Illinois Embraces Water Efficiency and Green Infrastructure to Address Widening Climate Impacts
FOR IMMEDIATE RELEASE
Josh Mogerman, NRDC, 312-651-7909
Ryan Kilpatrick, CNT, 773-269-4041
Illinois Will Expand Investments in the State’s Water Infrastructure
General Assembly and Governor Embrace Water Efficiency and Green Infrastructure to Address Widening Climate Impacts
CHICAGO (May 9, 2014) – Illinois took some big steps towards more resilient, cost effective and sustainable water infrastructure today, according to experts with the Natural Resources Defense Council (NRDC) and Center for Neighborhood Technology (CNT).
Late yesterday afternoon the House passed SB 2780, which for the first time ever makes major financial support available to municipal water systems to pursue water efficiency, green infrastructure, and other projects that make water systems better prepared for flood events and water shortages. State Senator Dan Kotowski and State Representative Elaine Nekritz sponsored legislation that both houses passed unanimously. Governor Quinn’s administration worked closely with NRDC, CNT, and others to help craft the legislation, which passed without opposition.
In addition, this week the Illinois EPA announced it would conduct a study on the costs and benefits of water loss accounting across the state and take action to assist water utilities in their efforts to control leaks. Every day across America, water utilities and water consumers watch their money go down the drain, as more than 6 billion gallons of expensive, treated water is simply lost. The American Water Works Association (AWWA) estimates that there are more than 237,000 breaks per year in U.S. water infrastructure, resulting in approximately $2.8 billion in lost revenue and higher rates for consumers.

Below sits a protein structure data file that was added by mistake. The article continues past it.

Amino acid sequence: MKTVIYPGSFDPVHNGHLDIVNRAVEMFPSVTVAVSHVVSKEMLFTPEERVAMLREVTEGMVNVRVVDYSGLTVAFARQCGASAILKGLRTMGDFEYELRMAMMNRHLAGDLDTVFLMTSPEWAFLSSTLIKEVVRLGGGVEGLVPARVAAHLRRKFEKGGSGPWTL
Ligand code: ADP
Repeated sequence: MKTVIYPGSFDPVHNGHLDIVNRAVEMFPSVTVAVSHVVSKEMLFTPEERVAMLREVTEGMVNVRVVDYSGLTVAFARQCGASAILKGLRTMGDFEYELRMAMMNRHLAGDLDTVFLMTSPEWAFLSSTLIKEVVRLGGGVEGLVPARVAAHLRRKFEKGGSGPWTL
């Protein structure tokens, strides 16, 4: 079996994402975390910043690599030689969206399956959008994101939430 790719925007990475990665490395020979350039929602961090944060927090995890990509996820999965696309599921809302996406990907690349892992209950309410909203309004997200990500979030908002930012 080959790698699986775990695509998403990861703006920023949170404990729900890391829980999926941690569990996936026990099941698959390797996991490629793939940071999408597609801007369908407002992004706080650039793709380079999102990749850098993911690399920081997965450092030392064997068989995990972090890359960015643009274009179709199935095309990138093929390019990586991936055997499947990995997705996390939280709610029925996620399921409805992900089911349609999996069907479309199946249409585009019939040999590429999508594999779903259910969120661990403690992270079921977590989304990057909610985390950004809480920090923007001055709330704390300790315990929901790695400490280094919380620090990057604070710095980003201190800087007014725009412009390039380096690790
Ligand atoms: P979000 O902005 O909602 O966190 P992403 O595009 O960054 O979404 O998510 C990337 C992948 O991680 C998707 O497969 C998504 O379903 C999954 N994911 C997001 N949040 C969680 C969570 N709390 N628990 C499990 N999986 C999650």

“Water loss is an environmental and economic problem: the wasted water and energy to move it amounts to very literal money down the drain across the state,” said Karen Hobbs, Senior Policy Analyst for NRDC. “By better understanding the extent of water loss across the state, Illinois EPA will be able to help utilities address this problem, reducing costs for utilities, saving consumers money and better protecting our water resources.”
“The amount of water we lose in America each year would cover the entire city of Chicago by 43 feet,” said Hal Sprague, Water Policy Manager at CNT. “No one wants to see that, but we do need to start seeing to the needs of our often hidden water infrastructure. The future of our cities, our state, and our country depend on strengthening our water supply and stormwater management systems, making them more sustainable and resilient in the face of climate change. It is encouraging to see Illinois leaders take positive steps in this direction.”
Rob Moore, a Senior Policy Analyst at NRDC said, “These actions by the General Assembly, Governor Quinn, and the Illinois EPA lay the foundation for making the state’s water infrastructure more resilient to floods, droughts, and other events that will become more likely due to climate change.”
The National Climate Assessment, released earlier this week, highlighted that the Midwest can expect to see more frequent and severe flooding as well as a greater risk of prolonged droughts. The drinking water, wastewater, and stormwater systems that communities rely upon will be put under a great deal of additional stress as a result. Illinois has laid the foundation for making sure the state’s water infrastructure is prepared for the future.